There has always been a distinction between a commander and a leader. A commander gives instructions, delegates tasks, and implements orders. A leader has a more serious responsibility – that of influencing people and making the critical decision to choose what kind of influence he will be.
My stint in the United States Air Force paved the opportunity to work with their leaders, trained them how to craft, find and share their own stories. Through storytelling, they are able to connect deeper with men and women in their speeches and get to recruit and retain the best fliers in the crew.
One of the highlights of my stint is to be a listener to the stories of remarkably honorable men and women, generals, and leaders who are living up to their life missions to inspire, motivate and develop potential leaders who would someday lead the pack they are currently leading.
I am deeply honored to welcome in today’s show, someone who, I have come to admire and respect for his exemplary leadership that has honed heroes in the world of air force and beyond. General Christopher “Mookie” Walker is an Air Force Brigade General, Chief of Staff and Deputy Commander of West Virginia International Guard. Today, he will teach us, coach us, and motivates us to be our own, little heroes as he demonstrates how he is currently living to his most powerful story by helping others find their own leadership potential.
Let us all be inspired by how an initially non committal and unbelieving young boys of a football team in a small state university in West Virginia rose to their calling as heroes to defend the whole neighborhood from wars on drugs. All because this friendly and humble general went out to tell them of his childhood story, related it with the group’s life story and posed a challenge to initiate a smile, be a leader to one’s self, and do what is right.
Let us also join him in his current mission which he will be sharing with us today, to help bring pride in the sunken shoulders of men in uniform who, as he has observed, are only fulfilling their day-to-day tasks out of duty without a sense of accomplishment. By telling them of his story, he will journey with them in realizing their own stories, and bring a dawn of enlightenment that their roles are so much bigger than they believe, that they matter, and that they too are heroes as we all are.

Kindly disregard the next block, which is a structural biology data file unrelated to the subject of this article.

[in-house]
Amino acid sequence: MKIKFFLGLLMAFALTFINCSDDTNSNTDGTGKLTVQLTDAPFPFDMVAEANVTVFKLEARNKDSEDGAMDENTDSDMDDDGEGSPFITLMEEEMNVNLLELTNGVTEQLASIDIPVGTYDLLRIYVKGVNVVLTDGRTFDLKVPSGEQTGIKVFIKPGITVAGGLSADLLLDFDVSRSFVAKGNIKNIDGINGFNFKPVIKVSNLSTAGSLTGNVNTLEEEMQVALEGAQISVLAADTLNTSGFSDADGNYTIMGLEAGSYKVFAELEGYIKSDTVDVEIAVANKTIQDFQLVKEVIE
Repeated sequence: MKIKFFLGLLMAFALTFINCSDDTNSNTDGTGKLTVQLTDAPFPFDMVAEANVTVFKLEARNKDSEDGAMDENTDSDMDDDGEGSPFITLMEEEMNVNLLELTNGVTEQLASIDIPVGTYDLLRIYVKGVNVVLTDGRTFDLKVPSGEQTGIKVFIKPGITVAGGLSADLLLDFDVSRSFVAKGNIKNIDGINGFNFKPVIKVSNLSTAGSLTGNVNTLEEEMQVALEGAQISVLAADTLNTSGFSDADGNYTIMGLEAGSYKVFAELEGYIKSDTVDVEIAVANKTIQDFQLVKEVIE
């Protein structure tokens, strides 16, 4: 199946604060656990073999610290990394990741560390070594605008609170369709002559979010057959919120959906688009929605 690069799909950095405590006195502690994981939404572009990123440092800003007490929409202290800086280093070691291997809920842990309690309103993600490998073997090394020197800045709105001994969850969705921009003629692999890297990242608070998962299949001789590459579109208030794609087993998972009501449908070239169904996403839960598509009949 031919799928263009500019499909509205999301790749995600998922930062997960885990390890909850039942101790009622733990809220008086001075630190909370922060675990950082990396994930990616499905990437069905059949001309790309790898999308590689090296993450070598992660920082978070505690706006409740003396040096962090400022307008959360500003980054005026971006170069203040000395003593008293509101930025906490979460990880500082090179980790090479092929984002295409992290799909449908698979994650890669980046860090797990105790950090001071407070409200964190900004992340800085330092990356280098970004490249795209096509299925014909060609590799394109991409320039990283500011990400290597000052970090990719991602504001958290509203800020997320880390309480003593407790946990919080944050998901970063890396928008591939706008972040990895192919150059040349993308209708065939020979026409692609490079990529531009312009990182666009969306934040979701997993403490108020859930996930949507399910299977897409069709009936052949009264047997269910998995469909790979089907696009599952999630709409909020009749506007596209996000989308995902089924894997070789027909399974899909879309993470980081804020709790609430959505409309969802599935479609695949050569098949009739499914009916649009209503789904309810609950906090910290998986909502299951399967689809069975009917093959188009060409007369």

In This Episode, You Will Learn
- How to create a narrative arc for speech and presentation
- How to use a single idea to pique the interest of an audience
- Why it’s important to realize one’s own story and how it will motivate you to do better at work and in life
- The importance of storytelling in leadership and in recruiting and retaining potential leaders
“There’s a sense of pride of being in the military. Everyone has a sense of purpose.” –General Christopher Walker
“If we achieve anything significant, it’s always with the help of people.” –Park Howell
“Humans have innate sense of safety and they don’t wanna have anything to do with anyone who might cause them harm.” –General Christopher Walker
“You’re walking around as a hero and people are imitating what you do.” –General Christopher Walker
“All you need to do is lead by example. All you need to do is go out there and be the best person you can be.” –General Christopher Walker
“Regardless of their position within the services in the air force, they all matter.” –Park Howell
Mentioned In This Episode
- United States Air Force
- Donald Reed
- Major General James Hoyer
- Randy Moss
- PME (Professional Military Education)
- West Virginia State University
- West Virginia State University Football Team